Collaborative user research: why agencies and clients need to work together
UX Analyst Amy Fleming explores why clients need to get more hands-on with their user research
It’s time to consolidate your understanding of COVID-19’s long and short term impacts on your business. It’s time to find ways to make progress and move forwards, possibly into uncharted or under-explored territories. It’s time to make sure your business is able to support its employees, customers and stakeholders by seizing opportunities and mitigating losses wherever possible.
You’ve probably heard this famous proverb before.
‘If you want to go fast, go alone. If you want to go far, go together.’
But what if you want both?
How do you go far, fast?
In short, you do go together, but you go as one - unified and streamlined. In this article, I’ll explain how taking your time, making yourself multidimensional and sharing your truths will help you do this. Neglecting to put these ‘first things first’ and ensure your organisations’ readiness to tackle complexity will inevitably result in long delays later down the line, decision paralysis and loss of momentum, all with damaging results to your business’ performance in this time of crisis.
In times of uncertainty, fear can create a psychological sense of urgency that only leads to rushed decision making. But in order to move quickly, making decisions and taking action efficiently, it’s important to first re-examine your initial reactions.
Now is the time for action, not reaction to media headlines. Actions should be based on relevant data, expert-led discussion, and considered judgements. Taking the time upfront to slow down and reconsider our immediate responses gives us the opportunity to perform ‘deliberate reasoning’ (referred to as the mind’s ‘System 2’ by Kahneman).
Without this thorough data collection and assessment protocol, your organisation won’t be equipped to take efficient, unified action and make legitimate progress.
In the 1960s Ross Ashby identified the ‘Law of Requisite Variety’ which states that “only variety can destroy variety”. Although this law was first conceived in relation to biological systems it is relevant to all systems, including those which operate in businesses. In our current context, this law means that we have to step up to battle complexity with complexity. And the way to do this is by building a diverse team to face all the facets of the complex challenge. Those leading their businesses through COVID-19 must be as multidimensional as the challenge ahead of them.
You can only face complexity with diversity by utilising a wider and deeper variety of people in your decision making and action planning processes. You’ll need to assemble those who have the collective comprehension, skills and experience to match the challenge ahead. Without the ‘requisite variety’ in your team, you’ll begin with a limited understanding of the challenge, which will, in turn, limit your capacity for problem-solving and solutions implementation.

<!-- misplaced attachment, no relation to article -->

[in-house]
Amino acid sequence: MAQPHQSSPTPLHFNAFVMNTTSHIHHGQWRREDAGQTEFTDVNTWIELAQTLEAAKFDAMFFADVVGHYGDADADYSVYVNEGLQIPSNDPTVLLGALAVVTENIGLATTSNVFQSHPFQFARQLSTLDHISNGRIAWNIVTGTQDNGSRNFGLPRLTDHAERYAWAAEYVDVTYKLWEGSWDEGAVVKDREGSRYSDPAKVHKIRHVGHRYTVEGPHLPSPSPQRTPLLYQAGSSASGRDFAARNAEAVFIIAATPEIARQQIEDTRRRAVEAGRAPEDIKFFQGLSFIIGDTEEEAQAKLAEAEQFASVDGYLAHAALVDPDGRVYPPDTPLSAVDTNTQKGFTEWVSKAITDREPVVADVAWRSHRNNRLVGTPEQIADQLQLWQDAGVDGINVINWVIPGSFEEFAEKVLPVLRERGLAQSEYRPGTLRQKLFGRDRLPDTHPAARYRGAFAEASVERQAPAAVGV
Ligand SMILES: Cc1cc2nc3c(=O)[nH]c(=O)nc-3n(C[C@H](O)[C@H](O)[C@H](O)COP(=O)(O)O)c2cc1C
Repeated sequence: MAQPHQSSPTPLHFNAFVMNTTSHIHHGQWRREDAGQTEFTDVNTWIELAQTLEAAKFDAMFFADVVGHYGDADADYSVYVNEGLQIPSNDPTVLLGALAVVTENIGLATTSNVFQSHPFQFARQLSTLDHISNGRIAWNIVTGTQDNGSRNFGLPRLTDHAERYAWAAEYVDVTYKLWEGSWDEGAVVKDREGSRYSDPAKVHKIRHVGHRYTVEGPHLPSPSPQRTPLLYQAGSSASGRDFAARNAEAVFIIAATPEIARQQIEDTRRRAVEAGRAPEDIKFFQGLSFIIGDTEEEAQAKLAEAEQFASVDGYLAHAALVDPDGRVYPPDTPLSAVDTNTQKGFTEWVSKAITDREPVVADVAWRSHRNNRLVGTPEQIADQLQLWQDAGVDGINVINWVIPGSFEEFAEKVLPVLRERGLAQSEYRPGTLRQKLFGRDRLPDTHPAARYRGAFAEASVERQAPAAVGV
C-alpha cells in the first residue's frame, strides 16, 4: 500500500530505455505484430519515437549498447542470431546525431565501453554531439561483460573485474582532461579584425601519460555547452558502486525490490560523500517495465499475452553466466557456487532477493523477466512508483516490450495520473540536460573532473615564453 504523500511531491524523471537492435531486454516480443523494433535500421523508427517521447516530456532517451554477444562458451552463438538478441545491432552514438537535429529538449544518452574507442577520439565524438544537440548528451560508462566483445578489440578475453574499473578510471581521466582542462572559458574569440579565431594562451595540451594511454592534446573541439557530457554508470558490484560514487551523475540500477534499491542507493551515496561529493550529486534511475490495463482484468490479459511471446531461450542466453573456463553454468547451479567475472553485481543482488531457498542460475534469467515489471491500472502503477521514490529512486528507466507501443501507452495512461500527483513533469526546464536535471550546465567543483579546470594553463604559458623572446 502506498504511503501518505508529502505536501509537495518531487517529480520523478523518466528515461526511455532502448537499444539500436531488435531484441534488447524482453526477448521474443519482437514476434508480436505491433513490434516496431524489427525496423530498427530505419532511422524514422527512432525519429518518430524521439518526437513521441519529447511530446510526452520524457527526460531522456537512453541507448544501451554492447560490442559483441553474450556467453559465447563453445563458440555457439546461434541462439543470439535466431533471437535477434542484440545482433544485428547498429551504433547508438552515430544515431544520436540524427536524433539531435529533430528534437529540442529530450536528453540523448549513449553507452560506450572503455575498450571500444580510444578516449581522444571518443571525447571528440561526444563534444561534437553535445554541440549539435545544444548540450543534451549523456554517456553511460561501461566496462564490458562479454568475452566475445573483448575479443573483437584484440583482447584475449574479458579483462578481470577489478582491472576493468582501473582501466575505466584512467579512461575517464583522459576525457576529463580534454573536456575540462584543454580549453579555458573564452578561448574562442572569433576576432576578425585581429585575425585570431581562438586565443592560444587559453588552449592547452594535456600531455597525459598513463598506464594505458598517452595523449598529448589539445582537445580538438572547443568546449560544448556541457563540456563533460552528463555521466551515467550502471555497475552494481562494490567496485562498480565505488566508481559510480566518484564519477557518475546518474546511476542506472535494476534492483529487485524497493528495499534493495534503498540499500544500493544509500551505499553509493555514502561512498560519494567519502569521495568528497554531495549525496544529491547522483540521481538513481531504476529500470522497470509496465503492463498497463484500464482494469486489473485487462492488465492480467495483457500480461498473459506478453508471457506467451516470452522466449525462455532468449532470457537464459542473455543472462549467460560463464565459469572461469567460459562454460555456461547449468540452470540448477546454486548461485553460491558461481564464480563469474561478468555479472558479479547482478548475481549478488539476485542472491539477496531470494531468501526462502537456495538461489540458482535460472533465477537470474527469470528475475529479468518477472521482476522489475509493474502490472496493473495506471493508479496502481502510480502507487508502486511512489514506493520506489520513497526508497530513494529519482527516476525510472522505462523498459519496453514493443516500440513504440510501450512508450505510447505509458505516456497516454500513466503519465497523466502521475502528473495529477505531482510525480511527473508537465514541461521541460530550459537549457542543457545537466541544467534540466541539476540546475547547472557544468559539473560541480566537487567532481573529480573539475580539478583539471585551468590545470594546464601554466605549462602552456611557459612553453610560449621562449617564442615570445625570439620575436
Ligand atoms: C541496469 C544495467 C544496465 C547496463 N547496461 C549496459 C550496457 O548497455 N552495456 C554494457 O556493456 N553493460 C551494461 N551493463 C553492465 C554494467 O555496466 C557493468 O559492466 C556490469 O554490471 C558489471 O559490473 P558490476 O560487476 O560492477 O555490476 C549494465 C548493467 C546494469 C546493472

Take into consideration the diversity of demographics, personalities, attitudes, thinking and influencing styles amongst your working team. Your strength, and ultimately success, will be in your ability to assemble this variety of differences, of people, into one unit. With this in place, you’ll be equipped to cover every angle of the challenge, discovering and overcome problems quickly and avoiding the risk of further hurdles at a later stage.
In organisations where teams and specialisms are widely distributed, it can be challenging to achieve mass buy-in. But in order to move businesses forward quickly with unified and streamlined action, shared understanding of the challenge itself as well as the objective in play, is critical.
While you must take action quickly, without the necessary buy-in, leaders and influencers will not be able to adequately explain the plan of an action to their teams. Without shared understanding, individuals and teams are liable to act upon their own narratives and motivations, often moving in disparate directions. Without shared understanding, you’re likely to face resistance, passive or active, which will only slow down your rate of progress.
In order to achieve shared understanding, different areas of the business have to understand each other. In order to understand a person or a team, you need to listen to their stories. In order to understand a person or a team, you need to hear their frustrations and fears as well as their hopes.
By creating a trusting, inclusive atmosphere where teams listen and are heard you’ll be able to build a shared language and a shared understanding for the whole organisation. You’ll be able to build a foundation for problem-solving and creating solutions - quickly!
No business is immune to the impact of COVID-19 and now, more than ever, organisations need to move quickly to identify appropriate strategies and implement quality, sustainable, solutions. The organisations that achieve this will be the success stories that are celebrated when the world moves on from this crisis.
It is possible to move quickly upon challenges, through complexity, and even in times of crisis. It is possible to create and execute solutions at pace. But only if you take the time to set your organisation up for success. Only if you approach the situation with a diverse team. And only if you create a shared understanding for everyone to move upon.